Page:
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Neutrophil Collagenase in Sepsis and Ventilator Induced Lung Injury

PI: A. Murat Kaynar, MD

Funding: NIH K08HL0086671 (Project period: 9/17/2009 - 7/31/2014)

Sepsis is the most common cause of death in non-coronary critical care units in the United States with more than 750,000 cases/year.  A better understanding of the mechanisms of sepsis could lead to more effective therapies for patients.  The focus of the mentor’s laboratory has been the (patho)biological roles of proteinases in inflammatory diseases.  The PI, an anesthesiologist and intensivist, has concentrated on the role of proteinases in lung injury and sepsis.  Survival from sepsis requires rapid recruitment of neutrophils to kill bacteria.  Neutrophils kill bacteria predominantly via intracellular oxidant and proteolytic mechanisms. Neutrophils also secrete antimicrobial factors, and recently neutrophil extracellular traps (NETs) have been described composed of DNA and antimicrobial agents that trap and kill bacteria.

Application of neutrophil collagenase (MMP-8) deficient mice that our laboratory generated has led to consistent findings regarding the importance of MMP-8 in controlling neutrophil (PMN) recruitment in various disease models.  Hence, we sought to determine a potential role of MMP-8 in sepsis.In this proposal, we present preliminary data showing that: (a) In a cecal-ligation and puncture (CLP) model of sepsis, MMP-8 deficient (MMP-8-/-) mice have greater number of PMNs in the peritoneum, enhanced bacterial clearance, and improved survival compared to wild type (WT) mice.  (b) A CXC-chemokine, macrophage inflammatory protein (MIP)-2, is elevated during CLP and LPS-induced acute peritoneal inflammation and MMP-8 can cleave this chemokines (16-21). (c) The MMP-8-/- mice form NETs more avidly that the WT controls leading to more efficient extracellular anti-bacterial function.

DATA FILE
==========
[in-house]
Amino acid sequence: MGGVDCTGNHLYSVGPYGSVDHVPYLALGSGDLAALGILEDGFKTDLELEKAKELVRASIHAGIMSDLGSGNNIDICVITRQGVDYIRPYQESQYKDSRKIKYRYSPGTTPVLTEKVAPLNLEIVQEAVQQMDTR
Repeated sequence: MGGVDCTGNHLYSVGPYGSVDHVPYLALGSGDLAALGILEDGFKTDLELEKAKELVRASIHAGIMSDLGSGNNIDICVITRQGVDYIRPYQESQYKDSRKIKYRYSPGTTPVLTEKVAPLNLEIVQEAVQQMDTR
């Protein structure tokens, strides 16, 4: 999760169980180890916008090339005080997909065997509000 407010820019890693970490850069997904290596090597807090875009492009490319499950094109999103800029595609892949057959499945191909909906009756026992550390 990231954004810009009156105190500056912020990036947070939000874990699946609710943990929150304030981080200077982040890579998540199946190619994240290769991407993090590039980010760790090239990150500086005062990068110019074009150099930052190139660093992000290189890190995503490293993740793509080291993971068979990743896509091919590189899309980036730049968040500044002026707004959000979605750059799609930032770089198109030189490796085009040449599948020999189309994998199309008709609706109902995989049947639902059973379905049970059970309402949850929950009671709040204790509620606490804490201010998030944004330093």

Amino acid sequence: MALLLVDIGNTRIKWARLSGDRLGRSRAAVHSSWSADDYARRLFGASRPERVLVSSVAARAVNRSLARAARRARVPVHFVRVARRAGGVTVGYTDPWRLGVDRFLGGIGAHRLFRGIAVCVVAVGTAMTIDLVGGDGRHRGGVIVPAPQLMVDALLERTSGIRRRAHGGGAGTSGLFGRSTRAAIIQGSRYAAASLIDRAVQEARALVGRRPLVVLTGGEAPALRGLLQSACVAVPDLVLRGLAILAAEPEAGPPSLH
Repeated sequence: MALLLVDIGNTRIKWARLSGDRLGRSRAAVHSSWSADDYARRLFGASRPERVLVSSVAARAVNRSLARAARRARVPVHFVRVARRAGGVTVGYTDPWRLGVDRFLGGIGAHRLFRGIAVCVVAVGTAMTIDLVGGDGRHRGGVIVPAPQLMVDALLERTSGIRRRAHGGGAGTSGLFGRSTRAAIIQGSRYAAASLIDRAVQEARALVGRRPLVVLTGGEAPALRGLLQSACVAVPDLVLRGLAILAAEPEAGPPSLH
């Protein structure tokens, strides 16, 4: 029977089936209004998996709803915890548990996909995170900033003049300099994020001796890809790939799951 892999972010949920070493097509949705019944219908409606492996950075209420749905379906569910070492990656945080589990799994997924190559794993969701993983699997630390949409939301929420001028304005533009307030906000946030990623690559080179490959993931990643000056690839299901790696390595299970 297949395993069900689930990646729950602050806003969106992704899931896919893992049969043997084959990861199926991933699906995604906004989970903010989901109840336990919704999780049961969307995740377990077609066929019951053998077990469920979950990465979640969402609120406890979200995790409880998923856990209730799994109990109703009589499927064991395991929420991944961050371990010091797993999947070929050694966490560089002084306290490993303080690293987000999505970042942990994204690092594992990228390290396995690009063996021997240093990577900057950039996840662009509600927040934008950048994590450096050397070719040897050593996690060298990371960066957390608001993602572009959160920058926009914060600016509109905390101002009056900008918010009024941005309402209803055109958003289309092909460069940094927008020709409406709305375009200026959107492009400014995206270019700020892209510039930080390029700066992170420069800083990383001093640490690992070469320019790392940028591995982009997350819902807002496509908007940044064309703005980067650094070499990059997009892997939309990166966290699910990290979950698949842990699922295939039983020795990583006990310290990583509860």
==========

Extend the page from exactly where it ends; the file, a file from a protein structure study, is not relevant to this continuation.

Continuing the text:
Hence, we hypothesize that neutrophil collagenase (MMP-8) serves to resolve inflammation and to “clean up the mess.”  Specifically, following massive neutrophil recruitment, MMP-8 degrades the neutrophil chemotactic gradient limiting further neutrophil influx.  Moreover, MMP-8 aids in resolution of NETs, removing a nidus of potential scarring.  Perhaps ironcially, the absence of MMP-8 has beneficial effects on sepsis, by increasing the number of neutrophils and promoting NET formation.  These properties enhance both intracellular and extracellular bacterial killing respectively, attenuating the severity of sepsis syndrome.  To test this hypothesis we propose the following specific aims that will define the mechanism of MMP-8 in PMN recruitment, and determine the mechanisms whereby MMP-8 aids in the resolution of NET formation.

Related: "Murat Kaynar Receives R01 Research Grant to Investigate New Treatments of Acute Lung Injury"

"Combined Viral and Bacterial Infection and Zinc Homeostasis in Distal Lung" R01HL126711 NIH/NHLBI (PI: Kaynar) (Project period: 4/1/2015 – 3/31/2020)